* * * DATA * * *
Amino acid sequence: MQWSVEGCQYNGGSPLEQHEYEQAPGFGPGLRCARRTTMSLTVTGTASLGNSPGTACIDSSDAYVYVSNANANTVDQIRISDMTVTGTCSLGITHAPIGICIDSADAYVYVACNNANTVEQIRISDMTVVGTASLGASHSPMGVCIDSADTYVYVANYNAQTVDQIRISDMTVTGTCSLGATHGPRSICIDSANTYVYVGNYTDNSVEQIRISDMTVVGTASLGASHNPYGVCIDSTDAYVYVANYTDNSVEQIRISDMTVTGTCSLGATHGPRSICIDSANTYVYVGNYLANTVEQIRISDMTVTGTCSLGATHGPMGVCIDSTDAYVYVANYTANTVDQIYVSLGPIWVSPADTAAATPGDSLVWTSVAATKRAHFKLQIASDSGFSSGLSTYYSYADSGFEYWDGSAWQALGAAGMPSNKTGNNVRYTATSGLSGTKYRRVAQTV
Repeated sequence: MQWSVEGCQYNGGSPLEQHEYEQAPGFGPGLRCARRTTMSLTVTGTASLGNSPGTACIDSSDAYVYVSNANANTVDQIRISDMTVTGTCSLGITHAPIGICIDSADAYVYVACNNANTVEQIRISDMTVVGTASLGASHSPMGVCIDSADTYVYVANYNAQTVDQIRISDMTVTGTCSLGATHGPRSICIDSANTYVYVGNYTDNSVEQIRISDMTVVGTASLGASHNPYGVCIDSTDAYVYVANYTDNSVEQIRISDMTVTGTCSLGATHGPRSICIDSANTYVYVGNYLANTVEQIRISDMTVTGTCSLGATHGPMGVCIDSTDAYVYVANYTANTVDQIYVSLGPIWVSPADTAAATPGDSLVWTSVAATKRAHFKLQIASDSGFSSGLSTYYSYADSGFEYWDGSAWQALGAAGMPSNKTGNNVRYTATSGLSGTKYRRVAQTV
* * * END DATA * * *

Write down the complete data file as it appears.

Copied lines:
Amino acid sequence: MQWSVEGCQYNGGSPLEQHEYEQAPGFGPGLRCARRTTMSLTVTGTASLGNSPGTACIDSSDAYVYVSNANANTVDQIRISDMTVTGTCSLGITHAPIGICIDSADAYVYVACNNANTVEQIRISDMTVVGTASLGASHSPMGVCIDSADTYVYVANYNAQTVDQIRISDMTVTGTCSLGATHGPRSICIDSANTYVYVGNYTDNSVEQIRISDMTVVGTASLGASHNPYGVCIDSTDAYVYVANYTDNSVEQIRISDMTVTGTCSLGATHGPRSICIDSANTYVYVGNYLANTVEQIRISDMTVTGTCSLGATHGPMGVCIDSTDAYVYVANYTANTVDQIYVSLGPIWVSPADTAAATPGDSLVWTSVAATKRAHFKLQIASDSGFSSGLSTYYSYADSGFEYWDGSAWQALGAAGMPSNKTGNNVRYTATSGLSGTKYRRVAQTV
Repeated sequence: MQWSVEGCQYNGGSPLEQHEYEQAPGFGPGLRCARRTTMSLTVTGTASLGNSPGTACIDSSDAYVYVSNANANTVDQIRISDMTVTGTCSLGITHAPIGICIDSADAYVYVACNNANTVEQIRISDMTVVGTASLGASHSPMGVCIDSADTYVYVANYNAQTVDQIRISDMTVTGTCSLGATHGPRSICIDSANTYVYVGNYTDNSVEQIRISDMTVVGTASLGASHNPYGVCIDSTDAYVYVANYTDNSVEQIRISDMTVTGTCSLGATHGPRSICIDSANTYVYVGNYLANTVEQIRISDMTVTGTCSLGATHGPMGVCIDSTDAYVYVANYTANTVDQIYVSLGPIWVSPADTAAATPGDSLVWTSVAATKRAHFKLQIASDSGFSSGLSTYYSYADSGFEYWDGSAWQALGAAGMPSNKTGNNVRYTATSGLSGTKYRRVAQTV